Julian Sanchez floats a troubling idea. Adamant and stalwart net-neutrality advocates like Free Press and Public Knowledge have come out with great fervor against the Google-Verizon proposal that would exempt from neutrality regulation wireless traffic that is Internet-Protocol-based, or IP-based, along with "differentiated" IP-based services; the latter, explained Google's Eric Schmidt and Verizon's Ivan Seidenberg on a recent press call, might include such innovations as 3D-streaming of the Metropolitan Opera. (Because that's what most people do online. Watch opera.)
What if, worries Julian, by limiting the profitability of those two classes of IP-based products, net-neutrality advocates drive attention away from the 'Net altogether, pushing R&D dollars and other investment toward non-IP-based delivery mechanisms like, say, satellite-to-mobile delivery of streaming video content?
Maybe Netflix or Hulu Plus want to be able to offer a deal where your subscription price includes priority delivery of their packets to your smartphone or tablet, making non-WiFi video streaming feasible even if you haven’t sprung for that kind of top-shelf bandwidth for all your wireless data. If neutrality regulation forbids that kind of deal, even with respect to these kinds of “managed services,” one possible effect is to skew investment away from building out next-gen IP networks and toward these kinds of niche services, which strikes me as inefficient. Indeed, it’s precisely the effect Public Knowledge seems to fear, and there’s no obvious reason to suppose that it’s going to be a big problem within IP-based broadband services, but not affect the choice between alternative modes of digital content delivery.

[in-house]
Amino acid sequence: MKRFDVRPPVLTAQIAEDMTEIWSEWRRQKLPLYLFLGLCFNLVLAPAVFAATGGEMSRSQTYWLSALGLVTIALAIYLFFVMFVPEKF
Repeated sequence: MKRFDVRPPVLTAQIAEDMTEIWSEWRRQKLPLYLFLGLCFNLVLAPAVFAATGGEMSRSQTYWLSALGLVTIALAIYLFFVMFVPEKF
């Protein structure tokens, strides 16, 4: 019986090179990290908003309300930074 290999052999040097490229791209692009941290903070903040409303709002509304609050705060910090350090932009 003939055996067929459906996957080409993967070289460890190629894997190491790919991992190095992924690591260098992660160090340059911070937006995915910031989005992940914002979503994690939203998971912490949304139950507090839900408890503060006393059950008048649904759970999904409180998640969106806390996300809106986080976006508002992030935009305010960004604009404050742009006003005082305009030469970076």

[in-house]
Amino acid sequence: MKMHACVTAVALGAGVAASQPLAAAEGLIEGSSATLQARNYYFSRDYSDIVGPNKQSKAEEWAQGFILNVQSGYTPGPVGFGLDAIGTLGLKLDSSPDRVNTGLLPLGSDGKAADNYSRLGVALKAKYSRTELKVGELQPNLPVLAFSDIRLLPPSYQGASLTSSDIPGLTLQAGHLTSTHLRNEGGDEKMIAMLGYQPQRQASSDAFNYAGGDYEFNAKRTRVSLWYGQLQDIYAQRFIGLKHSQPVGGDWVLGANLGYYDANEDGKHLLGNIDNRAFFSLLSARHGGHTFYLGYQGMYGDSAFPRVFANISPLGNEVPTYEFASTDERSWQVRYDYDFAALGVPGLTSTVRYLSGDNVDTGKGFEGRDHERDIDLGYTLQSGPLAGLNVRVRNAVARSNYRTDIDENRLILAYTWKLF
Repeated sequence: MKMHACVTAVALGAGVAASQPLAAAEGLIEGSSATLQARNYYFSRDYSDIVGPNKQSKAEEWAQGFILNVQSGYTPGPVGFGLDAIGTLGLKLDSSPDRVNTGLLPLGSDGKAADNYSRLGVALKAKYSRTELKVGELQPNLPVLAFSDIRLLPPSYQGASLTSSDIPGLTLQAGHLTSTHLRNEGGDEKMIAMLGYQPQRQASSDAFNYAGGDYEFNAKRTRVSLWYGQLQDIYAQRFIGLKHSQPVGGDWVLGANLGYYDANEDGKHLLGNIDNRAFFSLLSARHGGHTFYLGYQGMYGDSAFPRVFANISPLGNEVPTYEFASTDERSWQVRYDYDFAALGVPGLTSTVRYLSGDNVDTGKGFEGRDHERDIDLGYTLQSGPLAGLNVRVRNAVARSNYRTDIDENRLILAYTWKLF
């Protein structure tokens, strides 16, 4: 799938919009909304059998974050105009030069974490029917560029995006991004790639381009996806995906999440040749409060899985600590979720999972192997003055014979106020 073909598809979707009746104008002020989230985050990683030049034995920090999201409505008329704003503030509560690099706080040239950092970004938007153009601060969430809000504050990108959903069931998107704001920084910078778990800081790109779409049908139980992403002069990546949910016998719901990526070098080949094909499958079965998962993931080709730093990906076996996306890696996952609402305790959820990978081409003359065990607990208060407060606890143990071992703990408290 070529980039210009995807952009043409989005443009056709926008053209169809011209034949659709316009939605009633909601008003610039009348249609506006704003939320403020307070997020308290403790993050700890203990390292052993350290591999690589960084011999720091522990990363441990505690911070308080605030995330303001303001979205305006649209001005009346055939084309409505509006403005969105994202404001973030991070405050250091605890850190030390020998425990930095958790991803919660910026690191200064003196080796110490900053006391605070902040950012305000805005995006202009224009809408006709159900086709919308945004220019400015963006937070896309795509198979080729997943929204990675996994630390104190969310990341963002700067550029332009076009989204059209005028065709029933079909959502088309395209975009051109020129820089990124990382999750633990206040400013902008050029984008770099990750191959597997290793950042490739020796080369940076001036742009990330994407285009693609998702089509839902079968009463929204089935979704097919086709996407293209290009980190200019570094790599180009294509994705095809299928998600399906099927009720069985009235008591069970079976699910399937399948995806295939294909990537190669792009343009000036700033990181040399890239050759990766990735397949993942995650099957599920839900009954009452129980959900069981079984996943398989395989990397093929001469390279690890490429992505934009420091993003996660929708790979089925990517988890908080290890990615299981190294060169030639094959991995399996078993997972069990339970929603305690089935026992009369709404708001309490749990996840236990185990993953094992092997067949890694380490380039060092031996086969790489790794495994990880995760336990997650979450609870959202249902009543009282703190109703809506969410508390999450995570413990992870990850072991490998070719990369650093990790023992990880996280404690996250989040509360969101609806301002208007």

But it seems like there are actually a number of very good, and not all that speculative, reasons that we can be comfortable believing that companies like Google and Verizon will keep on investing and innovating in IP-based traffic. The first is that they did so for decades while neutrality was a core Internet operating principle. Add to that that there's room to grow when it comes to IP as a platform, like we're seeing with the way IP version 6 is fuller-featured than the IP version 4 that currently prevails.
But beyond that, there's the consumer. Us. Julian's right that delivering Ultra Hulu 3D via satellite, just to avoid neutrality regulations, would be inefficient for providers. Unless considerable effort were put into making these new digital delivery services beautifully and seamlessly integrated into smartphones or laptops, it's highly likely that non-IP niche delivery services would also be super annoying for users, too. IP traffic is easy, accessible, and very often free. Betting against the idea that providers would continue to innovate in the Internet Protocol space is betting against the Internet. The Internet has proved itself pretty resilient.